Red oak glued to red oak also produced failure confined to the wood, not the glue joint.
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   I glued up a selection of scraps in the shop using the WW30 polyurethane. A 1"-long bead was applied to a piece of red oak for each of the red oak, hard maple and pine sample sticks. Each piece was pressed into a bead, held in place for 30 seconds and left to cure. Each of the bonds felt very strong after 5 minutes but all were allowed to cure over night.

   The next day I broke all of the samples and found the wood failed on either side of each bond with virtually no evidence that the polyurethane itself failed in any of the joints made. Not very scientific but I think it does show that the polyurethane develops a very strong bond under the conditions of my garage shop. With nothing but wood failing, that strength is more than sufficient for any woodworking chore I may need. I suspect the same can be said for adhesive related tasks in your shop as well.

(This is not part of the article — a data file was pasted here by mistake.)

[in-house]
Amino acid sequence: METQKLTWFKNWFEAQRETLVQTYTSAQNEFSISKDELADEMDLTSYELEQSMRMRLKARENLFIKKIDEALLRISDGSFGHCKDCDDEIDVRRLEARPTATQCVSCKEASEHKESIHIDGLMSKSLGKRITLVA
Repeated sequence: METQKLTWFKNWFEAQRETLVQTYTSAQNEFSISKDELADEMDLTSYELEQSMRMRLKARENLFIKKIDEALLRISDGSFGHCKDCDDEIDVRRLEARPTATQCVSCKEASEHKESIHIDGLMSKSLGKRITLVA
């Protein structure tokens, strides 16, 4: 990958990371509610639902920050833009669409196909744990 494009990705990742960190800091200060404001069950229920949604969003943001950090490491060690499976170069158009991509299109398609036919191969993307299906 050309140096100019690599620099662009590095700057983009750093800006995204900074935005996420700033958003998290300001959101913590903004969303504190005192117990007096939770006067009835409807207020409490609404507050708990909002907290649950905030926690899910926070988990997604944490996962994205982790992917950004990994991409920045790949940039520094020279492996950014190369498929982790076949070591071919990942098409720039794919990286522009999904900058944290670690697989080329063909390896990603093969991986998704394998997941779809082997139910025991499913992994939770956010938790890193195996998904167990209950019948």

Conclusions

   The HiPURformer System has all the capabilities to make it a valuable addition to virtually any

woodworking shop. The speed and strength of the bonds it creates could make installing moldings and other decorative pieces fast, strong and fastener free. Actually, any type of joint could make use of the HiPURformer System as long as it can be assembled and aligned within the set time. The strength of the bonds developed exceeds that of any wood I could find so the limits are strictly related to assembly time and nothing more.   

The street price of $99.99 (5-10-2005) for the HiPURformer System Kit, combined with the small amounts of adhesive used per joint make this system an economical way to grow the capabilities of your shop.

   Think of all the brad and nail money you will save!